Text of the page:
Tuesday, February 2, 2010


Week Four of Dancing On Ice is complete. Another eight to go. Some of the couples are getting into their stride others still feeling their way. Early days.

The hothouse of DOI creates a 'reality situation' that provokes accelerated learning of dance with the slip factor of ice. The format is always creating surprises, drama and breakthroughs.

Yet one thing is not a surprise. Once again I find myself reflecting upon how the words spoken out might impact the people they are aimed at and the wider viewership and also how I should react to them personally?

To my mind words either build up or tear down. I prefer the former. On DOI I care that each person and couple do the best they can and become the best they are capable of becoming. I have a passion for encouraging this. It is hard wired into my DNA it seems.

It is always interesting therefore to be in close proximity to those who do not appear to share that view at times in their 'show persona'.

It is a challenge for me in life, and perhaps for you too, in how to deal with harsh words spoken or humour that is clever and derisive, belittling, insidious. Do I ignore it? Do I attack back? If I do nothing am I weak? Turn the other cheek the bible says? If someone else is attacked do I seek to protect them or do I not let it bother me justifying my stance in the light of the words being 'just pantomime'?

No doubt some would say methinks too much? Just get on with it, stiff upper lip etc.. However I do reflect on these things at this time as they are provoked by my DOI involvement. What impact on our society are we having or is it simply 'a show'?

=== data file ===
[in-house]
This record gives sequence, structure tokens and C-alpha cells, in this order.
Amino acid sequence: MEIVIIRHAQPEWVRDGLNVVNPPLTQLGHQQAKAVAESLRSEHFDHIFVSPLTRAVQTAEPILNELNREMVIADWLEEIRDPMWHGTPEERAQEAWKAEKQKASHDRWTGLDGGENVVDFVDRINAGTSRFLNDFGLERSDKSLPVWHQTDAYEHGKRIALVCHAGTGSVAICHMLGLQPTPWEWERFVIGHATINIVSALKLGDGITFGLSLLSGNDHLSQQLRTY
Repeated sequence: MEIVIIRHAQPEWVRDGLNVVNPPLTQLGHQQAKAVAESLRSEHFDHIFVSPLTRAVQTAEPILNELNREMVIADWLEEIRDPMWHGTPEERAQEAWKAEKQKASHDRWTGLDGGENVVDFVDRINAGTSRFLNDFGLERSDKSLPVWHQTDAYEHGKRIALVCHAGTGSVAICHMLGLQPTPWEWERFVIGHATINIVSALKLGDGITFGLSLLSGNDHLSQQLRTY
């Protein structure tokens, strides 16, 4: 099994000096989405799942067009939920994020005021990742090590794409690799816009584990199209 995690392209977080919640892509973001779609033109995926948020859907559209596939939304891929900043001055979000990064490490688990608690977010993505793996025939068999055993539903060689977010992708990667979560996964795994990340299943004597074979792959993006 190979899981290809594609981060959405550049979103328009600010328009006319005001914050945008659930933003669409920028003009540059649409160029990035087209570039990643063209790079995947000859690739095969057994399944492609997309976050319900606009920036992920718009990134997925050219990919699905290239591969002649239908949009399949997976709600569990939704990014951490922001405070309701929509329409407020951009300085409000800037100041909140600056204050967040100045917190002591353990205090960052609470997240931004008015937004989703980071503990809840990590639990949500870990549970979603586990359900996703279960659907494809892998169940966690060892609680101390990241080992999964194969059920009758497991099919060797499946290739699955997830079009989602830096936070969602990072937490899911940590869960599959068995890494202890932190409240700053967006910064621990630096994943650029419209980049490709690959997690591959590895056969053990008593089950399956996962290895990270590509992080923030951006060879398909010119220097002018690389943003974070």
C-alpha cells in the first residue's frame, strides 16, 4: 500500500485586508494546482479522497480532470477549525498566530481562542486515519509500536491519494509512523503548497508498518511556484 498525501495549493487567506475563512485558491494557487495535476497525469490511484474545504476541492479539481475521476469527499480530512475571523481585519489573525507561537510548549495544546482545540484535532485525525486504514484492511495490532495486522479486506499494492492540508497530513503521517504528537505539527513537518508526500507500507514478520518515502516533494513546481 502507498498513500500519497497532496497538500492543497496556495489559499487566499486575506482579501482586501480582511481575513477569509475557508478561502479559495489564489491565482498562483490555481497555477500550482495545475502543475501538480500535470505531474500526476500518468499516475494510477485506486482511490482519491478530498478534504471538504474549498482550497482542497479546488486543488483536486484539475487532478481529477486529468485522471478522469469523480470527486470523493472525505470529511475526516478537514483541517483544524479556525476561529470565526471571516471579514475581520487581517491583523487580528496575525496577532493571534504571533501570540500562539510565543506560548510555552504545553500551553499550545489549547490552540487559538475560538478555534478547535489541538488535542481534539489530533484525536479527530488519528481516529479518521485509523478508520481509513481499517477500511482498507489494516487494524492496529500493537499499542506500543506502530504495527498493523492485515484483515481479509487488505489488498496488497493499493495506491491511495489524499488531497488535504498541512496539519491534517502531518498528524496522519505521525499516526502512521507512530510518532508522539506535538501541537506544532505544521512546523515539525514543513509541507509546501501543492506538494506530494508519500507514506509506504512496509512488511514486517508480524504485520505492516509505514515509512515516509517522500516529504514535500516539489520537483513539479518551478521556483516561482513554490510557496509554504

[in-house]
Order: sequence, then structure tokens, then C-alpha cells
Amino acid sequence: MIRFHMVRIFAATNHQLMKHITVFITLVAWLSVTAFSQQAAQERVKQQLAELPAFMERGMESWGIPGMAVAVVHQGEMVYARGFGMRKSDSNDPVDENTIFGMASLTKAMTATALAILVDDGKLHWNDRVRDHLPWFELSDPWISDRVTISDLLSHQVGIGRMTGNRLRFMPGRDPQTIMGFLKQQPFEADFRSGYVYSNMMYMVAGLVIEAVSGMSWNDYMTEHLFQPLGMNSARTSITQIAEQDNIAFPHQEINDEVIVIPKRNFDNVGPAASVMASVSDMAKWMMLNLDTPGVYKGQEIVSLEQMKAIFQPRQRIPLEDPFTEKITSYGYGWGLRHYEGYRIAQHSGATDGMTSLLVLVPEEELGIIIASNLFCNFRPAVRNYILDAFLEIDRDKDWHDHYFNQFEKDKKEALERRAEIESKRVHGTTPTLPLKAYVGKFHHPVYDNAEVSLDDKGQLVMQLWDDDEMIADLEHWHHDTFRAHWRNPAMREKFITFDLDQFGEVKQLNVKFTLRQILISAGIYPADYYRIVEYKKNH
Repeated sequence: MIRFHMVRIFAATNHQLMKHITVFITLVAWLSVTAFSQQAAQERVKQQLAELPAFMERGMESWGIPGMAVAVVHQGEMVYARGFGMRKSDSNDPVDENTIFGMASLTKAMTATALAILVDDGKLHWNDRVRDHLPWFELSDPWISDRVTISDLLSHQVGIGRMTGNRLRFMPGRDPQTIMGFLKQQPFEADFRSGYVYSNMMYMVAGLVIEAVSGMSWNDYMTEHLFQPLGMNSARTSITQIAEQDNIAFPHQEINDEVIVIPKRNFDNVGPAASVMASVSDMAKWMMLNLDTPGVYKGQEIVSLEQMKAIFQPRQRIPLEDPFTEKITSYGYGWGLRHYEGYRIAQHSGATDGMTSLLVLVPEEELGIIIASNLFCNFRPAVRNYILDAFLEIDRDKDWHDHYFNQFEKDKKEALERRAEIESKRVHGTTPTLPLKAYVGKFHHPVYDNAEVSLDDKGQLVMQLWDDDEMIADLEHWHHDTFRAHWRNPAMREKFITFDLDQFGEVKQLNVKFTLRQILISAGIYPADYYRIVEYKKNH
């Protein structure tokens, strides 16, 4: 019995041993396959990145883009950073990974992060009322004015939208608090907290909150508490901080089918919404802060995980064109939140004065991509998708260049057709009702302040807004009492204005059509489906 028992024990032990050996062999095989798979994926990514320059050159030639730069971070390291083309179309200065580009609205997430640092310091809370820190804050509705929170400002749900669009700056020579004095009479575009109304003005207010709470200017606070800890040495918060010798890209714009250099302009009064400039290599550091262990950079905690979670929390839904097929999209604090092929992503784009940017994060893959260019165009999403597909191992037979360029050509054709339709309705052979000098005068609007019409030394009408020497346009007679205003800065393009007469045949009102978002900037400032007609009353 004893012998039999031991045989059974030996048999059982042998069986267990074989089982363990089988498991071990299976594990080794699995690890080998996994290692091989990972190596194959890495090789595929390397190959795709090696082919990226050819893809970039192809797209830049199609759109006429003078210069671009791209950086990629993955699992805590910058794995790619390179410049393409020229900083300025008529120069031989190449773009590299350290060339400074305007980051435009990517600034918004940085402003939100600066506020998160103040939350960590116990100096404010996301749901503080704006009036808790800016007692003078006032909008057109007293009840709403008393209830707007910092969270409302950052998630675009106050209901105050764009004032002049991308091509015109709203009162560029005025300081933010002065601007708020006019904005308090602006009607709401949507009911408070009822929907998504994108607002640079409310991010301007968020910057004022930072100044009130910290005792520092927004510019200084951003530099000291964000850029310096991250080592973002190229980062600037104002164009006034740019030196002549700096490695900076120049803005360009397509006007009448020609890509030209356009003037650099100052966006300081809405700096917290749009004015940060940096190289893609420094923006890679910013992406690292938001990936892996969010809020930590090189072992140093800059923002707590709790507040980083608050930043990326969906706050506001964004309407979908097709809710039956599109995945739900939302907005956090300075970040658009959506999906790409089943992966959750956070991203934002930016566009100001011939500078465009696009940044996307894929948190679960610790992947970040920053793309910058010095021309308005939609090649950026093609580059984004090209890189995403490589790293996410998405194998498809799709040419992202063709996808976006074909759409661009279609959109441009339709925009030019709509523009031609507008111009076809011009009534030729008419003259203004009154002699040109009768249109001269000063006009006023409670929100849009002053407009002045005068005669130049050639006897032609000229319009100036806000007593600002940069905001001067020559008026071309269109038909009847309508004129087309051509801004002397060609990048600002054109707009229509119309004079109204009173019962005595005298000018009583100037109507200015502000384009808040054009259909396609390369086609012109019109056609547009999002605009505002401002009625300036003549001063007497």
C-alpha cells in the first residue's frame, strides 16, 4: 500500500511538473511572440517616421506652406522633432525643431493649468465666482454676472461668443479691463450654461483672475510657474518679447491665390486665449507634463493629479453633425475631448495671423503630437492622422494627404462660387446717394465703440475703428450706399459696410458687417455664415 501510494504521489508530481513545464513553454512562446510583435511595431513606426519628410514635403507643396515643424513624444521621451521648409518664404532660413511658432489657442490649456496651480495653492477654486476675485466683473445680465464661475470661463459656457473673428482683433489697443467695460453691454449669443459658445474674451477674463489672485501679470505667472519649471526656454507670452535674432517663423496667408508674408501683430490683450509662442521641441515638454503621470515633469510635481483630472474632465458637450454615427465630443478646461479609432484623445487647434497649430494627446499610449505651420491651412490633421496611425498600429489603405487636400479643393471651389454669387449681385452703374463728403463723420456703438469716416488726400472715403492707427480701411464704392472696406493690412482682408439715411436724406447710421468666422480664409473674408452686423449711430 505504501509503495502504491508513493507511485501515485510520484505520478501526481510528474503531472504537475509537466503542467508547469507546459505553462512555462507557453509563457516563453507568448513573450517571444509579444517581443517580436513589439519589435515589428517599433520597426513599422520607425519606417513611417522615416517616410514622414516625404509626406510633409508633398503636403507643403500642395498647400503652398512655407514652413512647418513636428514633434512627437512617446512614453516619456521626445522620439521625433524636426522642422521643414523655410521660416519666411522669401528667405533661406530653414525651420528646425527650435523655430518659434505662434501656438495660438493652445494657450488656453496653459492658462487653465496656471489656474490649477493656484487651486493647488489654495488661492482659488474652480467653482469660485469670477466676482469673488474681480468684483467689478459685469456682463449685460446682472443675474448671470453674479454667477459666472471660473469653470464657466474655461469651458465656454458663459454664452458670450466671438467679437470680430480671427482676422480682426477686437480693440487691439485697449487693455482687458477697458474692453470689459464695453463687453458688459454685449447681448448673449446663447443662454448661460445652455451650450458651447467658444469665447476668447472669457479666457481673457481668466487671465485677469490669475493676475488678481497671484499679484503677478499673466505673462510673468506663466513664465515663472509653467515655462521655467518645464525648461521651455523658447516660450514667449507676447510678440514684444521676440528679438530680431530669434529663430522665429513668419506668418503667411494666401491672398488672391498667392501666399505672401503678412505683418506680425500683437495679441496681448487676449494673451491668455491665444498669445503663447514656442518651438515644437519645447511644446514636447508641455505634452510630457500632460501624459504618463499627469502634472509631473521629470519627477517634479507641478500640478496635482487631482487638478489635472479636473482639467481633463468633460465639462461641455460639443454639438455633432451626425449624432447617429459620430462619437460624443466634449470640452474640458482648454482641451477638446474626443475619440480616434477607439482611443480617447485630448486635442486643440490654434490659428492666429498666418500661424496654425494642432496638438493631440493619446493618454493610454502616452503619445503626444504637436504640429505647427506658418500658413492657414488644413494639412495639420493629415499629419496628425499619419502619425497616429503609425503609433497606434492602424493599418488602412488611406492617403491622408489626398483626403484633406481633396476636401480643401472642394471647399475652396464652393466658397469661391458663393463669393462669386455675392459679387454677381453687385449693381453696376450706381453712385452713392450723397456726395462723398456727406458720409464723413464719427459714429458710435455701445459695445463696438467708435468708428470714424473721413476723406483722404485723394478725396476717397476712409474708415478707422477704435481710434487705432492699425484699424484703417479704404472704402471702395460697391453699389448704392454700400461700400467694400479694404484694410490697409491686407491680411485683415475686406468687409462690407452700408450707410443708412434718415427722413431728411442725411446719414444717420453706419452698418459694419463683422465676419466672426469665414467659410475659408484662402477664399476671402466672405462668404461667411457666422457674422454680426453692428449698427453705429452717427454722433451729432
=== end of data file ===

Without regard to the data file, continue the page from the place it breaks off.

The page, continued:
There is a part of me that admires the ability to create one liners that provoke derogatory images with a sense of wicked 'fun' from what is performed before us in a very tight timeframe. It is undoubtedly a skill. But...

My belief is that words can damage people and I know we/I hear negatives louder than positives. It has been proven that a negative occurs as 6 to 10 times louder than a positive to the recipient. So how do I choose to respond? Is some criticism that is provocative useful?

Taking the challenge and provocation idea I am reminded of a former fitness trainer of mine who - when I was doing abb crunches on the floor forty minutes through a training session - put his face to mine and shouted "The girls are doing better than you!" Which provoked a smile from me and even more effort! He was a great coach and motivator. We had some Olympic athletes in that room too which gave me a spur to compete and a nodded well done from our coach to me one week made me feel ten feet tall. He had our respect, he had our total commitment and he had a distance from us that maintained his authority. He was a former Sargent Major and 65, my he was amazingly fit.

A judge though is a different persona to a coach and yet, for me having been a business and life coach and having been coached on ice and off I find myself aiming to not only judge fairly but to inspire and encourage improvement and caring for those competing.